Of course, don’t go into ‘Love, Death & Robots’ thinking you’re going to get whole episodes full of Emmy and Oscar-winning performances. Although there’s no bad talent attached to this project, some of the acting is simply serviceable. Given the nature of the series, a couple of episodes don’t require powerhouse acting, which is why when an actor commits to a role the performance can’t help but stand out.
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Animation Ahead Of The Curve
‘Love, Death & Robots’ is the gold standard for animation. It feels ahead of its time, showing you what animation can turn into in a couple of years, while broadcasting its technological advances from the future. Some of the visuals are so frighteningly real that, like an android posing as a human being, the animation nearly convinces you that it was shot in live-action. But the anthology isn’t always about showing you how modern and realistic it looks. ‘Ice’ is a nice blend between traditional and modern styles of animation that stands out in its own way, choosing to show off the forgotten fluidity, grace, and artistry that 2D still has.
‘Ice’ also helps diversify the animation a bit, as the vast majority of stories in Vol. 2 are told in 3D, which makes it that much more impressive that ‘Ice’ is able to be just as visually striking as the other episodes. If nothing else, the series is a sight to behold. Sometimes it feels like the story isn’t much needed, and like taking in the grand canyon or Niagara falls, it’s enough to sit back and enjoy the beauty.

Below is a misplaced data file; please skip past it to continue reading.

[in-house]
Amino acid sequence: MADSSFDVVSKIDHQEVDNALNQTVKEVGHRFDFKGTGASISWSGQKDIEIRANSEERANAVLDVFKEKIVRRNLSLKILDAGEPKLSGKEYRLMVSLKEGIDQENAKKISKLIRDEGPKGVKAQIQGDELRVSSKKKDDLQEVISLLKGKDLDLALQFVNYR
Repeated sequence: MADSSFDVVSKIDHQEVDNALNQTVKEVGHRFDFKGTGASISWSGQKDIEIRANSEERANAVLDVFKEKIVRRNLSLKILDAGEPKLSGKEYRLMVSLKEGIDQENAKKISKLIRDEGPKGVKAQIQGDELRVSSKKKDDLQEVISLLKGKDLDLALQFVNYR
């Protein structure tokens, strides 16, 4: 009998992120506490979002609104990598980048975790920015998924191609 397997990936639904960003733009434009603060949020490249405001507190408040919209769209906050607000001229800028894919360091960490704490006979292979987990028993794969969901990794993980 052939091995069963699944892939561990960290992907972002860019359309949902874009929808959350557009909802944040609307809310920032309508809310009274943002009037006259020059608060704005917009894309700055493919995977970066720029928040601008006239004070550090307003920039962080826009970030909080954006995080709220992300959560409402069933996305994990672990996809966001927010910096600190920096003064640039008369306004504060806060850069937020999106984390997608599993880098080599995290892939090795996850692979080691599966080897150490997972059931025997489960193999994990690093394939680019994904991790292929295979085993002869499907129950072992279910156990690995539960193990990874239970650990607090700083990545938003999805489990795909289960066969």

‘Love, Death & Robots’ Vol. 2 doesn’t really surpass the first season, but it matches its creativity and quality, which is a feat considering it has ten fewer episodes to do so with. It continues to innovate the genre in new and exciting ways, and it will be interesting to see what new worlds Fincher and Miller tap into going forward.
Cast & Crew